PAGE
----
A Turkish-German Perspective
Research indicates that parents play an essential role in their children’s musical and language development. Moreover, neurocognitive studies point to the similarities between music and language processing. Based on the previous literature, the present study focuses on the Turkish immigrant parents’ beliefs and practices regarding bilingualism and music education. Interviews, observations and questionnaires are applied to generate qualitative data. Findings indicate that the participants’ positive beliefs are influenced by distal factors, such as cultural features, their own backgrounds, and socio-demographical characteristics. However, the lack of their theoretical knowledge regarding the subjects seems to have a negative impact on these beliefs.
4 Discussion, Implications and Conclusions
4Discussion, Implications and Conclusions
4.1Discussion of the Findings
4.1.1Research Question #1
What are the Turkish immigrant parents’ beliefs and practices regarding music education?
The findings illustrate the parallels between the participants’ positive beliefs, behaviours, and strategies in relation to their children’s music education. Moreover, the high impact of cultural habits, socio-demographic backgrounds and personal histories on the participants’ decisions about styles and modes of music education can be observed.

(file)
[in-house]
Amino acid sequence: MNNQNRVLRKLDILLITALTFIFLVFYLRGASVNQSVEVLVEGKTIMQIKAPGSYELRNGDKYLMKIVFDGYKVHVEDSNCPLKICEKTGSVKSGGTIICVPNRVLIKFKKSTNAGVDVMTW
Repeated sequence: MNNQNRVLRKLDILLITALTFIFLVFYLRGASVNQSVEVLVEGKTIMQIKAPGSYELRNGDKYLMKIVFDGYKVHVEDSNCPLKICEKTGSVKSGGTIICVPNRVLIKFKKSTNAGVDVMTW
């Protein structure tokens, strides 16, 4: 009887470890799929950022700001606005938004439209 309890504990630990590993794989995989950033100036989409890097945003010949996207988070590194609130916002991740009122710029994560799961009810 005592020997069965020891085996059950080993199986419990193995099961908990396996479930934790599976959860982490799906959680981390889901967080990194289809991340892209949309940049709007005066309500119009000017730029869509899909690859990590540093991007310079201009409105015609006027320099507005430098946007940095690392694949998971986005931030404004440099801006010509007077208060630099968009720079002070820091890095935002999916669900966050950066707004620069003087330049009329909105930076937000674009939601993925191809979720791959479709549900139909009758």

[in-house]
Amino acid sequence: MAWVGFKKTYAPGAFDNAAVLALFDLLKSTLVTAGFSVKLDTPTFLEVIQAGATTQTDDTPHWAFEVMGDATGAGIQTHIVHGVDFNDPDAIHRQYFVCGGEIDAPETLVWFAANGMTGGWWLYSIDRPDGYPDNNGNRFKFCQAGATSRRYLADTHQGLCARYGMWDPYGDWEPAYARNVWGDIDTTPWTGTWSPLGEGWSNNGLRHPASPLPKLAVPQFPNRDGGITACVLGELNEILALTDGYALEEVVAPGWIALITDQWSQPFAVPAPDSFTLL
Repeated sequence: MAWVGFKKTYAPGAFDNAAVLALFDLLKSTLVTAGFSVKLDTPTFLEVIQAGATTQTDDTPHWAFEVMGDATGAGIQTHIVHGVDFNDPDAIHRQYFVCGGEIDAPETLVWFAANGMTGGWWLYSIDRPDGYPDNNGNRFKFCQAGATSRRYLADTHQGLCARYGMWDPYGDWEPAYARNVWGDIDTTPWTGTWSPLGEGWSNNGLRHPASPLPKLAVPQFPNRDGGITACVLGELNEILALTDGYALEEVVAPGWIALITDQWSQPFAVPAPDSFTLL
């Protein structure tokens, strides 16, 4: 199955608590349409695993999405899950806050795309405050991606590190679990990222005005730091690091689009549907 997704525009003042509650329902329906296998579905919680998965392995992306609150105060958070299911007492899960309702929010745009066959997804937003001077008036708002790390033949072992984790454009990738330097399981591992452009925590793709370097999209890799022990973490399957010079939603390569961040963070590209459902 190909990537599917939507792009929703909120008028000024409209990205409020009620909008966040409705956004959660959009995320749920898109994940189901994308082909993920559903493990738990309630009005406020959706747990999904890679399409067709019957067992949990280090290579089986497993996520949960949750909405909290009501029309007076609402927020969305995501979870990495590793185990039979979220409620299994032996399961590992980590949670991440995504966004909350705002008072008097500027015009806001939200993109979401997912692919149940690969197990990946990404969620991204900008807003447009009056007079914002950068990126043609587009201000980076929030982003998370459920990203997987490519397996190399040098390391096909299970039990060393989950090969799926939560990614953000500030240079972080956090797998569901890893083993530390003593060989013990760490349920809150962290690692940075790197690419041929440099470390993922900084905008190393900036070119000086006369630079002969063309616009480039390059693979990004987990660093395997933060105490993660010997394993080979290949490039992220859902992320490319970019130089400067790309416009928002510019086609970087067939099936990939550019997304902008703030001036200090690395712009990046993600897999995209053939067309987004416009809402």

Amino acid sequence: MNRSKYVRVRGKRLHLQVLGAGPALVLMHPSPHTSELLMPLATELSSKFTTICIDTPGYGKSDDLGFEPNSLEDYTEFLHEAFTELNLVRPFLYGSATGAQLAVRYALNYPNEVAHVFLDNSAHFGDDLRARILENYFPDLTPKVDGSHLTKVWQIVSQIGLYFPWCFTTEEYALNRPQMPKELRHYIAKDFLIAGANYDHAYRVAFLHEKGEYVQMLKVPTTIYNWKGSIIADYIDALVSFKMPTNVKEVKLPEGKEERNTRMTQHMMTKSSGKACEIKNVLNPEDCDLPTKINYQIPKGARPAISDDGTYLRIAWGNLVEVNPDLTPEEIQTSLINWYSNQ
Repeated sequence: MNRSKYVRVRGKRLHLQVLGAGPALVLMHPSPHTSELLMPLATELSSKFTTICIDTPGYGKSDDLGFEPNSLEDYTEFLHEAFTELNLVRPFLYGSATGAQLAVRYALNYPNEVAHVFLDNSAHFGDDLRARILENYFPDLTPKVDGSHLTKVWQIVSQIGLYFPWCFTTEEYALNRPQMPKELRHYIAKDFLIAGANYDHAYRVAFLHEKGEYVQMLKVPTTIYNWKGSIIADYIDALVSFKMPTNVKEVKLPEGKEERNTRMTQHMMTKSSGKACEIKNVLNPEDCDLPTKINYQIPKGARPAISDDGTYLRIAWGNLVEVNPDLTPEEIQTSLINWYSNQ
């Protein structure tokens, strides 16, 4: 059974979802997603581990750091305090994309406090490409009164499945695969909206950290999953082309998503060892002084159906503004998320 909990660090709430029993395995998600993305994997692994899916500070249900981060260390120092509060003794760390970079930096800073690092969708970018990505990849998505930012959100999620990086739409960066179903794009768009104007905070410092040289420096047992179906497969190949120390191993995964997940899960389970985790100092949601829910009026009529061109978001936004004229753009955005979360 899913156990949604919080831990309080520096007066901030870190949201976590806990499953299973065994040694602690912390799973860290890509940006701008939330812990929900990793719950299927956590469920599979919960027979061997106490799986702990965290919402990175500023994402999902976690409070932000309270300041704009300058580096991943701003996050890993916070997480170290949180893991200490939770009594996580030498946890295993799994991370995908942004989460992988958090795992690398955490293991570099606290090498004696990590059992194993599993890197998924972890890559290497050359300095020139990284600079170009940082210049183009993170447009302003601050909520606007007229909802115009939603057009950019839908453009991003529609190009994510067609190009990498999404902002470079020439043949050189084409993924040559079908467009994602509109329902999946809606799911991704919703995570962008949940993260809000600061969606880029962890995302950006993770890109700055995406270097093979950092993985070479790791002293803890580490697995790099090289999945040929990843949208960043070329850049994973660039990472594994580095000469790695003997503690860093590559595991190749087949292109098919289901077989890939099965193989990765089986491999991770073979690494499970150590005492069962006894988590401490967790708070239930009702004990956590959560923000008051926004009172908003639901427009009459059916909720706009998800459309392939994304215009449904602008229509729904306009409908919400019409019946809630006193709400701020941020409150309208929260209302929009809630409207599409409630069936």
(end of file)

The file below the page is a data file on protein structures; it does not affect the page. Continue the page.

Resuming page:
•The participants had various definitions of parental roles regarding music education. Eight out of ten parents embraced supportive parenting model. They defined their responsibilities as ‘providing the opportunities’, ‘being a role model’ and ‘supporting talent’. Two participants embraced a controlled parenting model. They believed that they should be insisting upon music education. These two cases seem to be correlated with the participants’ backgrounds, their difficult childhood experiences as well as their educational and financial situations.
•Parents’ behaviours and strategies about their children’s music education showed parallelism with their beliefs. Those, who defined their parental roles as ‘supportive’ did not want to put pressure on their children. Those, who believed in controlling parental roles, seemed to be imposing their own musical taste on the children. Moreover, the parents, who did not get enough musical chances in their own childhood, wanted to give what they missed to their children. However, despite positive beliefs and behaviours of the parents, there was not enough data to demonstrate parent-child music practices in the home...
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